Is it football season yet?

12 Tour

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Today, on a beautiful Seahawks Blue Friday in Seattle, it’s all about the number 12.

Unfortunately, I’m not talking about the number of days remaining until the Seahawks kickoff the 2013 regular season on the road against the Carolina Panthers – there’s still 58 of those. Nor am I talking about the number of days remaining until the team’s first preseason game on the road against the San Diego Chargers – there’s still 27 of those. And as close as we are, I’m not even talking about the number of days remaining until the club’s first training camp practice – there’s still 13 of those.

What I am talking about is today’s date – July 12 – and how it coincides with the continuation of the Seahawks 12 Tour in Vancouver, B.C., how it falls one day after the release of our “Spirit of 12″ 12th Man-oriented section of Seahawks.com, as well as one day after Russell Wilson came in at No. 12 on ESPN NFL analyst Ron Jaworski’s rankings of the League’s 32 quarterbacks. Really, the number 12 is everywhere, or perhaps we’re just really quick – and at times obsessively compulsive – to point it out.

All right, that’s enough 12ing (for now). Let’s get down to what’s in store for the week ahead with your Seattle Seahawks, as together we inch closer and closer to answering the all-too-often-uttered question: Is it football season yet?

Sunday, July 14:

  • 12 Tour Vancouver, B.C. rolls along with a family festival at West Vancouver’s Ambleside Park from 9:30 a.m. – 4 p.m. Events include a Gatorade Junior Training Camp, a flag football tournament, a Q&A session with defensive end Red Bryant and wide receiver Doug Baldwin, live entertainment, and more
  • 12 Tour Yakima – a one day Gatorade Junior Training Camp event
  • Cornerback Jeremy Lane celebrates his 23rd birthday. Send your well wishes to Lane on Twitter @StayingInMyLane
  • Russell Wilson’s Passing Academy tour wraps up at the University of Washington

Monday, July 15:

  • 12 Tour Victoria, B.C. – a one day trip featuring wide receiver Doug Baldwin, who will sign autographs from 4-6 p.m. at Jersey City – Mayfair Centre and who will follow that up with an appearance at a season-preview party at 7:30 p.m. at Victoria’s Strathcona Hotel
  • ProFootballTalk.com will unveil players ranked No. 50-26 on their Top 100 Players countdown

Tuesday, July 16:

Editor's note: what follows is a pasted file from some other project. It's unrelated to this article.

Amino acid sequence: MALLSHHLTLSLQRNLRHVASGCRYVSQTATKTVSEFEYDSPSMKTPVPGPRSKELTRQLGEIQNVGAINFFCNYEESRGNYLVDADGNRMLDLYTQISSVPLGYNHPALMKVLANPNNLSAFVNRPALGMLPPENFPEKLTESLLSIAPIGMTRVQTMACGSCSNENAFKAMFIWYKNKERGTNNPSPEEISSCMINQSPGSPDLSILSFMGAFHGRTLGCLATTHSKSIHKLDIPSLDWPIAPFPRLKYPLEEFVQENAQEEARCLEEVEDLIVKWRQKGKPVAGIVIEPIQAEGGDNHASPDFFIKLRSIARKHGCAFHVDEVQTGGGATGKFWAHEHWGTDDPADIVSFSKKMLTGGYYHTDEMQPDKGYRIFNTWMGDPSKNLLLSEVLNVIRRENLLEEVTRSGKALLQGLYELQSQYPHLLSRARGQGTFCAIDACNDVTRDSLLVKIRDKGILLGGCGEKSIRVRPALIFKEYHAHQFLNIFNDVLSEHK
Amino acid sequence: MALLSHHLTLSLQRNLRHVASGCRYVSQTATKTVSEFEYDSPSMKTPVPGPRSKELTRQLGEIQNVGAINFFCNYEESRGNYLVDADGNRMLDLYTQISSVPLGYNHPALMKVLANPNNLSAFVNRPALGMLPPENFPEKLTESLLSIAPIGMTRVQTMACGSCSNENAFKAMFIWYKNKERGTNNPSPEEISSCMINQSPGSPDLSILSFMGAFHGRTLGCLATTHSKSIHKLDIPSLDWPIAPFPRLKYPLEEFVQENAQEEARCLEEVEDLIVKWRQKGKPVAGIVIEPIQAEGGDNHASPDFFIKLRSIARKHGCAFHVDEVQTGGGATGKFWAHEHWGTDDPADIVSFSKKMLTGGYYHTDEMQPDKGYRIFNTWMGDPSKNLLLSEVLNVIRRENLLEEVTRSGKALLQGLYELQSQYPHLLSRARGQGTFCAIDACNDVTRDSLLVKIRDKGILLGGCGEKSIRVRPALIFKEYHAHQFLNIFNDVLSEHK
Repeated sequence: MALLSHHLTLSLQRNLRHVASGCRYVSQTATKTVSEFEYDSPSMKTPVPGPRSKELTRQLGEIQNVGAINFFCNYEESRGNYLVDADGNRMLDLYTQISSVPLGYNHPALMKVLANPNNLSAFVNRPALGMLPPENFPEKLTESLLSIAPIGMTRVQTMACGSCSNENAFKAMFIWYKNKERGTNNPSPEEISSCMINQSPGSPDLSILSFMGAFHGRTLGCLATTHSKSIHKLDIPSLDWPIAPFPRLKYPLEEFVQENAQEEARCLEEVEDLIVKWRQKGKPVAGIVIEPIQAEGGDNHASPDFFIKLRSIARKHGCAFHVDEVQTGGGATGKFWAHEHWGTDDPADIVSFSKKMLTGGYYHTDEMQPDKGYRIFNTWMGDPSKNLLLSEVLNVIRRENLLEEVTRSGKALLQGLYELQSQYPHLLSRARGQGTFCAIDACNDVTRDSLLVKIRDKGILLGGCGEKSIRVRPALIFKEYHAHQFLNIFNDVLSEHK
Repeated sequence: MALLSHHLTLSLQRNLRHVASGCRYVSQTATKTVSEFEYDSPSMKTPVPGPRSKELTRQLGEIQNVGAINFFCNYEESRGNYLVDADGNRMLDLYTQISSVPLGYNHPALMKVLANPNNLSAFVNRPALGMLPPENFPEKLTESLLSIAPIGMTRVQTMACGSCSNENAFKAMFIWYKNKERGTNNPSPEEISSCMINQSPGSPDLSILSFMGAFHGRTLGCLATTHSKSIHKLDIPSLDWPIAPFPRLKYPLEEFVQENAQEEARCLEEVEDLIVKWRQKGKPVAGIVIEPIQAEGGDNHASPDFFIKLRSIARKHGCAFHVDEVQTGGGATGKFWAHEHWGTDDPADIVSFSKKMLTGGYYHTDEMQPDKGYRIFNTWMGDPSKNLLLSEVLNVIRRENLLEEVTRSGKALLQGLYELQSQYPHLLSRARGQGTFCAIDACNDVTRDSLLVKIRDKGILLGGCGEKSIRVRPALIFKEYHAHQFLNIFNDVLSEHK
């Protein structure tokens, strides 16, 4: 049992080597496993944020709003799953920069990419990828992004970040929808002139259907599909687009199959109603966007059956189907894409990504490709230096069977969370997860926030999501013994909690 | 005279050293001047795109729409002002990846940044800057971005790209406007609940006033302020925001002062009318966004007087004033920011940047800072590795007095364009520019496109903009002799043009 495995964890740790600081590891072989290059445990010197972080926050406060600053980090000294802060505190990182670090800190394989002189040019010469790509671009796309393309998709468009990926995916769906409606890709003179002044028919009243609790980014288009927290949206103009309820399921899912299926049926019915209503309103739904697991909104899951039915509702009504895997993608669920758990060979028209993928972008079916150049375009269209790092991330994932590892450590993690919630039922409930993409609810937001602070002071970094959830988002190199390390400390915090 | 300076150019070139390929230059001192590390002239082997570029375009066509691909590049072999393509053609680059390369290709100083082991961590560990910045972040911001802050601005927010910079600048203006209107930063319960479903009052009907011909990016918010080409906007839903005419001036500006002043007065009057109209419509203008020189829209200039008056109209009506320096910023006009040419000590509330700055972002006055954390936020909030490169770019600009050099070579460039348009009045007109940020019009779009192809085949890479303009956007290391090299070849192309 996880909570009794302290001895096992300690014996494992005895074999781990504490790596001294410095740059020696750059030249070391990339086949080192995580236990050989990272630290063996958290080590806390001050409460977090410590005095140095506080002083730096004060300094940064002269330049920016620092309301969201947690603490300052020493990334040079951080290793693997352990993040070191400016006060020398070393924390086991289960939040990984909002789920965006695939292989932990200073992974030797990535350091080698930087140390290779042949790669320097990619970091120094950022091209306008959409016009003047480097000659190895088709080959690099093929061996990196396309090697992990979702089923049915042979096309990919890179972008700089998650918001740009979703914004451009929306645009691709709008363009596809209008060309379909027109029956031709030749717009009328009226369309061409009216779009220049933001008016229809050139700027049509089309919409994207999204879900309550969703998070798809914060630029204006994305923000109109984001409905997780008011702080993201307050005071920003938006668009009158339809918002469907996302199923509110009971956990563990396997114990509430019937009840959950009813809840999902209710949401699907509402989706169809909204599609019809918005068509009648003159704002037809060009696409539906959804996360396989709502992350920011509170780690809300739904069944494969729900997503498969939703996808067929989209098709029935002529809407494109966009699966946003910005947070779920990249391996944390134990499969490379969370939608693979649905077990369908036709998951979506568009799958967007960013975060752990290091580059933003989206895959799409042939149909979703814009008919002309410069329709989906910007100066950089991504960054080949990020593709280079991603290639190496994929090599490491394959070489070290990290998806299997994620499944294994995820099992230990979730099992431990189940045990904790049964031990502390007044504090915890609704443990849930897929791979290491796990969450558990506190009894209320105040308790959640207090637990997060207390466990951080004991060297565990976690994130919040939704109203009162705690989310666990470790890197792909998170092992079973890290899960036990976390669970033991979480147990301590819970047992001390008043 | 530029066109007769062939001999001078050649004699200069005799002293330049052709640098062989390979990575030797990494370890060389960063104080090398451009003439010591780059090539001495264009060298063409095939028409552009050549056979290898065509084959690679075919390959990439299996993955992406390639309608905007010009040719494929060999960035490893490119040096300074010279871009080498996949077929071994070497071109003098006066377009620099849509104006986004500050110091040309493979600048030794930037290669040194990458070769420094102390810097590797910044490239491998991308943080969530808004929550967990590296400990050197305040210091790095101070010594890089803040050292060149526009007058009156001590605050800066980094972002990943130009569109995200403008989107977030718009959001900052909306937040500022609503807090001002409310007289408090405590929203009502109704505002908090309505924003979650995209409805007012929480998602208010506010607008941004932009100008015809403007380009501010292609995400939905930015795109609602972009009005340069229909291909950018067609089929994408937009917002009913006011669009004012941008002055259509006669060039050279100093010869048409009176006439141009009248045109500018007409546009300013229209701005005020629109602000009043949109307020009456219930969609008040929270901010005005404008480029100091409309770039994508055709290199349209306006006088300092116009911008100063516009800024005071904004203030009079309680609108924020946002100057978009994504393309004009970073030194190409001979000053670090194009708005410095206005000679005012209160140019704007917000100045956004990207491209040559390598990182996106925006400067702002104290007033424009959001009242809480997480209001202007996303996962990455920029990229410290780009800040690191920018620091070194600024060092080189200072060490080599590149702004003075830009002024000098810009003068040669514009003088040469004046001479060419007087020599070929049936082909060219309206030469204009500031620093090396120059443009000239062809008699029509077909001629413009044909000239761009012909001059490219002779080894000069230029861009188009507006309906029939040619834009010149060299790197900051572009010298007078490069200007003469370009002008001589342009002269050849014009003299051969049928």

• There’s not too many Seahawks-related activities going on, but this nugget of knowledge might come in handy for your Tuesday night trivia session: On this date in 1968, Pro Football Hall of Fame running back Barry Sanders is born. Sanders will celebrate his 45th birthday.

Wednesday, July 17:

Thursday, July 18:

  • The 12 Tour ramps back up again, this time making it’s way to the Tri-Cities (Kennewick, Wash.), where cornerbacks Brandon Browner and Richard Sherman will host a Seahawks fan forum at 6 p.m. at Kennewick’s “The Pub” on Clearwater Ave.

Friday, July 19:

Saturday, July 20:

  • 12 Tour Vancouver, WA – Cornerbacks Brandon Browner and Richard Sherman will host a Seahawks fan forum at Vancouver’s “Big Al’s” on SE 18th St.

Wednesday in Hawkville: The continuing evolution of Richard Sherman

A recap of the activities at Virginia Mason Athletic Center for June 12, when the Seahawks held the second practice in the mandatory three-day minicamp that concludes the offseason program:

FOCUS ON: RICHARD SHERMAN

Richard ShermanWelcome to the continuing evolution of an on-his-game cornerback who was forced into the Seahawks’ starting lineup in 2011 because of injuries to two other players and last season developed into an All-Pro performer.

Sherman is the first cornerback in franchise history to be voted first team All-Pro, as the late Dave Brown was a second-team selection in 1984. But this offseason, Sherman has looked even better and is playing with even more confidence – if that’s possible – than the corner who intercepted eight passes and led the NFL with 24 passes defensed last season.

No one can remember Sherman giving up a completion during the team’s OTA sessions or first two practices of this week’s three-day minicamp. At least not in man-to-man coverage.

What gives? Certainly not Sherman.

“It’s just a part of the evolution,” defensive backs coach Kris Richard said after today’s practice, when Sherman had near interceptions on back-to-back plays and then recovered on another play to break up a pass.